Daniel: We spent a total of ten days in Gröndahl tracking drums and then moved to Tri-Lamb for maybe one and a half months for everything else.

To what extent did you and Roger contribute own flavors to the sound of Katatonia?


Daniel: My own flavors are quite evident in my playing and those flavors really come to life on this album. I’ve never felt held back or hindered to let myself shine through, even though I’ve entered a band with an already very own and distinct sound. I think, my contributions were more extensive than Roger’s as he came in very late in the recording. But nevertheless it’s pure Roger you hear on the album.

And I’ve heard there are guest musicians on the album…?

Daniel: You’ve heard correctly. We’ve had the pleasure of having Greg from Paradise Lost shed his weeping vibrato on one of the tracks. And of course we have the percussion wizardry of JP Asplund, once again.

The album was produced by Jonas and Anders. What’s the advantage, but also disadvantage of self-producing an album?

Daniel: The obvious advantage in our case is that Jonas and Anders have such a focused view into what they are creating, that very little outside intervention is needed or indeed useful when it comes to actually producing the album. And I think, that focus strips away any disadvantages altogether. Do we suffer from tunnel vision when we’re sitting inside only listening to ourselves for weeks on end? Of course. But it’s our tunnel.

What have been real challenges during the recording process?

Daniel: I can only really comment on my own parts and the obvious challenge for me there was, that this was my first time in the studio with Katatonia. We’ve gotten to know each other during the time I’ve been doing shows with the band, but being in a studio is a different experience altogether. There’s usually always some sort of compromising between different working styles, but this time, I think, none of us had to compromise with anything.

Why did you choose Jens Bogren and Karl Daniel Lidén for mixing and mastering the new album?


Daniel: Well, Jens is one of the best in his field and it was fairly obvious during the writing process that we would want his final touch on the production. He’s been giving that final touch on a couple of the previous albums as well, so he knows the Katatonia tricks and it sounds amazing. With KDL we wanted to try something new. He re-mastered one of my favorite Swedish albums, “Kollapse” by Breach, and he’s also worked closely with our friends in Switchblade, so we had a feel for what he could bring to the table, especially in regards to the drums. And he brought that to all the tables. Right from the start he had a good idea of the drum sound which in turn, I think, formed the rest of the production as well. It’s a very organic album which was the point, sharpened further by KDL.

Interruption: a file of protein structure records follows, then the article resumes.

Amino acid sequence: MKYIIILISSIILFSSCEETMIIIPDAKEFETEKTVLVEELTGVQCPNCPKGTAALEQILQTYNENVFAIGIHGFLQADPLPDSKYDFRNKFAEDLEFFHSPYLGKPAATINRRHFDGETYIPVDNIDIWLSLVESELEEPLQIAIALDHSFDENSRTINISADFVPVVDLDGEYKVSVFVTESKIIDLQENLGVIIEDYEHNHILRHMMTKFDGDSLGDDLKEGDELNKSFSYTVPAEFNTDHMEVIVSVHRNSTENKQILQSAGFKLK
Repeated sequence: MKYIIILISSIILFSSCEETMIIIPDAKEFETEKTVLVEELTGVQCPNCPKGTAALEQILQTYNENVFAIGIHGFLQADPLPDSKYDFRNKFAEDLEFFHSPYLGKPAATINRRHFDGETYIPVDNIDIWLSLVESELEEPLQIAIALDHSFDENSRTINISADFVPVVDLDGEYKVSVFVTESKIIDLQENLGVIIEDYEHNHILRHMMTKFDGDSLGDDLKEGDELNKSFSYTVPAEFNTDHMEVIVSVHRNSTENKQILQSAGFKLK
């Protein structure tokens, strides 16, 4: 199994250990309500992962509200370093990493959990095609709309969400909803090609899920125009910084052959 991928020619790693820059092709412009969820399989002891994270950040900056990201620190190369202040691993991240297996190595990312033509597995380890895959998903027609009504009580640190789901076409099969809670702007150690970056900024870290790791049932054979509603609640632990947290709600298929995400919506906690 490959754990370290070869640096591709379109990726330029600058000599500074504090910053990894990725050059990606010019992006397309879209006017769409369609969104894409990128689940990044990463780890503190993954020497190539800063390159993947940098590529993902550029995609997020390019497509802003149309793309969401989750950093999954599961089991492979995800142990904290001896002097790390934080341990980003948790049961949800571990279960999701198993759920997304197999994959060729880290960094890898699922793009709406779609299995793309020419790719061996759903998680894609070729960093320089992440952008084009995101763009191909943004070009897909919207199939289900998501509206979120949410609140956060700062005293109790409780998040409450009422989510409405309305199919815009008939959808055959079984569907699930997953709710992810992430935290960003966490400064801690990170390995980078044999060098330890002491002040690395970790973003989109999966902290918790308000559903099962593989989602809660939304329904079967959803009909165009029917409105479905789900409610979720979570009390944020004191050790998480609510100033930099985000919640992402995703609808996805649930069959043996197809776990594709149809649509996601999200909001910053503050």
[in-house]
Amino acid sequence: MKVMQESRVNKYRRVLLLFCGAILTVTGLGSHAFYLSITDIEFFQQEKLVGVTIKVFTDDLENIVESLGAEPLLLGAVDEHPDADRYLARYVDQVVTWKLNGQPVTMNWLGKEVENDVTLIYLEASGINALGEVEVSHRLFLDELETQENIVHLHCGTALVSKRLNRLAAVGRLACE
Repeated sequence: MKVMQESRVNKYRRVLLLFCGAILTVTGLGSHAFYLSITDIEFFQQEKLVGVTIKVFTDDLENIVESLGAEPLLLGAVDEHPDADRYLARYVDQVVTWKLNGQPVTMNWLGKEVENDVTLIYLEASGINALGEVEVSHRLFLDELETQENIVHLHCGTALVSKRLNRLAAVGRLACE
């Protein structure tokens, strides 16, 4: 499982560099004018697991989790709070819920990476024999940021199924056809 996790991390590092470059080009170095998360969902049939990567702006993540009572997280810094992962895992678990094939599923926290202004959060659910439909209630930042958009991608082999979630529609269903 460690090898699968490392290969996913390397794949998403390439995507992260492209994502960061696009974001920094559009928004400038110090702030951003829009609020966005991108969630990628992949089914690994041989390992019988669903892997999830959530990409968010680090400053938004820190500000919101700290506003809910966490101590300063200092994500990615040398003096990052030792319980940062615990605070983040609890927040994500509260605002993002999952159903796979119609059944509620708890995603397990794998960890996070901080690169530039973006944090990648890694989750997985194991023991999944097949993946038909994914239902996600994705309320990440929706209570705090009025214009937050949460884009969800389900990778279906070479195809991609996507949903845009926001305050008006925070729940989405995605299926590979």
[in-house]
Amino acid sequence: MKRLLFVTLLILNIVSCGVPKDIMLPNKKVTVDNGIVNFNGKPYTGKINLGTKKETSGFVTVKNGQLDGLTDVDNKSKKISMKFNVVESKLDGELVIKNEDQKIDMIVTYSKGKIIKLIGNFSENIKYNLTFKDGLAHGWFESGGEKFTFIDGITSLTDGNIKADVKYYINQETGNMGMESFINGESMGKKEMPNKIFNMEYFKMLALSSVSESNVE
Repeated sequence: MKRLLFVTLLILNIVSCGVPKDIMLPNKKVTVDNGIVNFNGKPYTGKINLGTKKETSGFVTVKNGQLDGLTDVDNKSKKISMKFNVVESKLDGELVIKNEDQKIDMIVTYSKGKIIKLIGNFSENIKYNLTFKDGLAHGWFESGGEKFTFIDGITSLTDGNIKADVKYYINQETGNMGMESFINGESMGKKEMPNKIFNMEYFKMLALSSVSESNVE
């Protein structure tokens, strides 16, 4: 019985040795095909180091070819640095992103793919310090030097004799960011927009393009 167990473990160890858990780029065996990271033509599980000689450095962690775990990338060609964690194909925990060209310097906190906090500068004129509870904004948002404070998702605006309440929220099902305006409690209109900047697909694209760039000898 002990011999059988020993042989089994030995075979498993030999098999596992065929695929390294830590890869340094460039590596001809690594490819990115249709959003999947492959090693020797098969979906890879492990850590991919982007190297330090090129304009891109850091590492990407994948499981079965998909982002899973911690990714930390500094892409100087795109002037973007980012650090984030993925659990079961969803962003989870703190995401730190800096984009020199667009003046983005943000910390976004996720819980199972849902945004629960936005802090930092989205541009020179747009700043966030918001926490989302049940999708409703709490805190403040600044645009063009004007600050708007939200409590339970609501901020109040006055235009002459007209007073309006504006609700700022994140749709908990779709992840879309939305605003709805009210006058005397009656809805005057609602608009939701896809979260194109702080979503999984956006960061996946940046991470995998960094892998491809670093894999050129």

Any chance to experience “The Fall Of Hearts” also in a “Dethroned & Uncrowned” kind of version in near future?


Daniel: I wouldn’t say it would happen in the near future, if at all. Personally I think, creating a conceptually similar version of “The Fall Of Hearts” would be an enormously different experience from “Dethroned & Uncrowned” as “The Fall Of Hearts” is an entirely different kind of being than “Dead End Kings”. Sound wise we’re treading in other waters and I think, much of the ambience is already there. I would be more up for a “Sanctitude” kind of version, but those vibes are also already present. But at the same time I’ve learned to not rule anything out with these guys.

Are you already prepared for the festival summer? What are you especially looking forward to?

Daniel: We are very much looking forward to the festival summer. There’s so much exciting stuff in store with the new line-up and with “The Fall Of Hearts” being released right before the summer. Personally I look forward to playing in Romania again, such a beautiful country with an equally wonderful audience.

Are there already plans for a bigger tour to present the new songs live on stage?

Daniel: There sure are. Who knows, they might even be official when this interview is online.

Interview: Lea S.
Foto: Promo 2016 taken from www.facebook.com/katatonia/?fref=ts
Website Band: www.katatonia.com